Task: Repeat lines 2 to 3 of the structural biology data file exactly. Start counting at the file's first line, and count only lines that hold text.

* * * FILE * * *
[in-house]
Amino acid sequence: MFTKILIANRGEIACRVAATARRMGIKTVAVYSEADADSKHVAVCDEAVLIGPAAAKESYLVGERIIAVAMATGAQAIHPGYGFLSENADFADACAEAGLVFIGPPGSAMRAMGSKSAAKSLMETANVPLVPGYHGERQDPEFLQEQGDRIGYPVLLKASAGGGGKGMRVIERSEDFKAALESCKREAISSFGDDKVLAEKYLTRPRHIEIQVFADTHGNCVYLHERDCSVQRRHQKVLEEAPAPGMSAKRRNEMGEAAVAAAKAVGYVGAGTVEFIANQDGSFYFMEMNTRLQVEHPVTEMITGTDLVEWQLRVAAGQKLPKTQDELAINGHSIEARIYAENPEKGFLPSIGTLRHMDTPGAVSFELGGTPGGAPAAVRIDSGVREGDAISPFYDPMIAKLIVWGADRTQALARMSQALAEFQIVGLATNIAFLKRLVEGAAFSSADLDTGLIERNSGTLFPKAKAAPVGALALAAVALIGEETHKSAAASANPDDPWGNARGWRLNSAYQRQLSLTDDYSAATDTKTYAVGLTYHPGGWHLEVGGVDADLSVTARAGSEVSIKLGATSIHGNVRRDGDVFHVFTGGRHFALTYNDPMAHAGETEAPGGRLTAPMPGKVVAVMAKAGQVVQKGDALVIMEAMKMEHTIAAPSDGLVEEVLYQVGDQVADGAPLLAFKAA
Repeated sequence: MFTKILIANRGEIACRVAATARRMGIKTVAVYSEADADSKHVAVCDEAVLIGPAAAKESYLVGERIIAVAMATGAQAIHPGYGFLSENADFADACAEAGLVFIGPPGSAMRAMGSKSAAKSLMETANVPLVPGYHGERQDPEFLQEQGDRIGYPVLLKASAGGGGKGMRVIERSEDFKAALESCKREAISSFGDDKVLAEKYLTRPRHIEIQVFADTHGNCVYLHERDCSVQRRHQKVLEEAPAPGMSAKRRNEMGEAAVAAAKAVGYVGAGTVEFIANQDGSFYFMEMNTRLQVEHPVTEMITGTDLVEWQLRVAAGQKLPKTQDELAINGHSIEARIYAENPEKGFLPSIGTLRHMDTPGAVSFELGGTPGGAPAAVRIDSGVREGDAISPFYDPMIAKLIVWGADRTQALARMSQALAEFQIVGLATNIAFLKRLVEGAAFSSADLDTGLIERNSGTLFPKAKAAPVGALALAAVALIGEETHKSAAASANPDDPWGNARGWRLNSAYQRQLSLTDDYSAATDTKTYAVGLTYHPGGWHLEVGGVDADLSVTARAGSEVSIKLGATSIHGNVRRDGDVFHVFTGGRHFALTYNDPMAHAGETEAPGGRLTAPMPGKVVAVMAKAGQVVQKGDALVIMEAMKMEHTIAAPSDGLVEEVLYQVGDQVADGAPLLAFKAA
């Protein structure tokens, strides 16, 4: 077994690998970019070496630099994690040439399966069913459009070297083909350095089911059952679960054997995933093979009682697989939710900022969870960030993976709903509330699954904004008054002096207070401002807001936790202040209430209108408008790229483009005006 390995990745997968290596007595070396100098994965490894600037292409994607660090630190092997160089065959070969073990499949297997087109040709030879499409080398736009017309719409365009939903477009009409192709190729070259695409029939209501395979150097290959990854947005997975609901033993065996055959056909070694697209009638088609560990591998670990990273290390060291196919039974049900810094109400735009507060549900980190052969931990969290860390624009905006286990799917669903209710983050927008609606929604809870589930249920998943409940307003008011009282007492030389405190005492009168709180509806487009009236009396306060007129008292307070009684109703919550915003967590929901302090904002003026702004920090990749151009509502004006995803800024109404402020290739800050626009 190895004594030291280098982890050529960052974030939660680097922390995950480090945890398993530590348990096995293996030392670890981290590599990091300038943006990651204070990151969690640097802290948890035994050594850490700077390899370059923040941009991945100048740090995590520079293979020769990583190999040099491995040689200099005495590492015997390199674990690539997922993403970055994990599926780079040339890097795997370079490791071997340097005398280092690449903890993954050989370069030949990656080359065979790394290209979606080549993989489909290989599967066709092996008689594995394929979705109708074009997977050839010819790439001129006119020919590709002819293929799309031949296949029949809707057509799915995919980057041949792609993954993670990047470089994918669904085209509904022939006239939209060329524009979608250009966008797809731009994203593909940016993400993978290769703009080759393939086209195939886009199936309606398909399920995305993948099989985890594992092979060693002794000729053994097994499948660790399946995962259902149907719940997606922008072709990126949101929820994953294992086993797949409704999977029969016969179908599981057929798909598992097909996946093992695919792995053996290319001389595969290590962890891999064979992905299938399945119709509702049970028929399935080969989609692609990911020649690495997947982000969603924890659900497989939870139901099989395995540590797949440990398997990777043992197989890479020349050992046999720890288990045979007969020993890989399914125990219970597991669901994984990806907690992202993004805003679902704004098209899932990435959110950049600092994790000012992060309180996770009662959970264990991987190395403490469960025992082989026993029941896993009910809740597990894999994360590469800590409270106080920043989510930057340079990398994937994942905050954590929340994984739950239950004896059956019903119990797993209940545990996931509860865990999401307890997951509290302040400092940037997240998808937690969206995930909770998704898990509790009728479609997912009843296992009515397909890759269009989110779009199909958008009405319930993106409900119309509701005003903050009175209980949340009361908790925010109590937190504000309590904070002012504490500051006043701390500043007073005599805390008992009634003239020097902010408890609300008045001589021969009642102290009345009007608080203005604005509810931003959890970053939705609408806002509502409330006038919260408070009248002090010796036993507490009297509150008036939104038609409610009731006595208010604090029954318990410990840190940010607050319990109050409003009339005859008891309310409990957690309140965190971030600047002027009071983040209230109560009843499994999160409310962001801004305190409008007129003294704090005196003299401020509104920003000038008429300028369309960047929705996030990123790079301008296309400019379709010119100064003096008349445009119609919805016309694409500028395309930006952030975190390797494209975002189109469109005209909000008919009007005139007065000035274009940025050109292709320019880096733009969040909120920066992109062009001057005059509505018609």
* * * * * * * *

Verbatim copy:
Amino acid sequence: MFTKILIANRGEIACRVAATARRMGIKTVAVYSEADADSKHVAVCDEAVLIGPAAAKESYLVGERIIAVAMATGAQAIHPGYGFLSENADFADACAEAGLVFIGPPGSAMRAMGSKSAAKSLMETANVPLVPGYHGERQDPEFLQEQGDRIGYPVLLKASAGGGGKGMRVIERSEDFKAALESCKREAISSFGDDKVLAEKYLTRPRHIEIQVFADTHGNCVYLHERDCSVQRRHQKVLEEAPAPGMSAKRRNEMGEAAVAAAKAVGYVGAGTVEFIANQDGSFYFMEMNTRLQVEHPVTEMITGTDLVEWQLRVAAGQKLPKTQDELAINGHSIEARIYAENPEKGFLPSIGTLRHMDTPGAVSFELGGTPGGAPAAVRIDSGVREGDAISPFYDPMIAKLIVWGADRTQALARMSQALAEFQIVGLATNIAFLKRLVEGAAFSSADLDTGLIERNSGTLFPKAKAAPVGALALAAVALIGEETHKSAAASANPDDPWGNARGWRLNSAYQRQLSLTDDYSAATDTKTYAVGLTYHPGGWHLEVGGVDADLSVTARAGSEVSIKLGATSIHGNVRRDGDVFHVFTGGRHFALTYNDPMAHAGETEAPGGRLTAPMPGKVVAVMAKAGQVVQKGDALVIMEAMKMEHTIAAPSDGLVEEVLYQVGDQVADGAPLLAFKAA
Repeated sequence: MFTKILIANRGEIACRVAATARRMGIKTVAVYSEADADSKHVAVCDEAVLIGPAAAKESYLVGERIIAVAMATGAQAIHPGYGFLSENADFADACAEAGLVFIGPPGSAMRAMGSKSAAKSLMETANVPLVPGYHGERQDPEFLQEQGDRIGYPVLLKASAGGGGKGMRVIERSEDFKAALESCKREAISSFGDDKVLAEKYLTRPRHIEIQVFADTHGNCVYLHERDCSVQRRHQKVLEEAPAPGMSAKRRNEMGEAAVAAAKAVGYVGAGTVEFIANQDGSFYFMEMNTRLQVEHPVTEMITGTDLVEWQLRVAAGQKLPKTQDELAINGHSIEARIYAENPEKGFLPSIGTLRHMDTPGAVSFELGGTPGGAPAAVRIDSGVREGDAISPFYDPMIAKLIVWGADRTQALARMSQALAEFQIVGLATNIAFLKRLVEGAAFSSADLDTGLIERNSGTLFPKAKAAPVGALALAAVALIGEETHKSAAASANPDDPWGNARGWRLNSAYQRQLSLTDDYSAATDTKTYAVGLTYHPGGWHLEVGGVDADLSVTARAGSEVSIKLGATSIHGNVRRDGDVFHVFTGGRHFALTYNDPMAHAGETEAPGGRLTAPMPGKVVAVMAKAGQVVQKGDALVIMEAMKMEHTIAAPSDGLVEEVLYQVGDQVADGAPLLAFKAA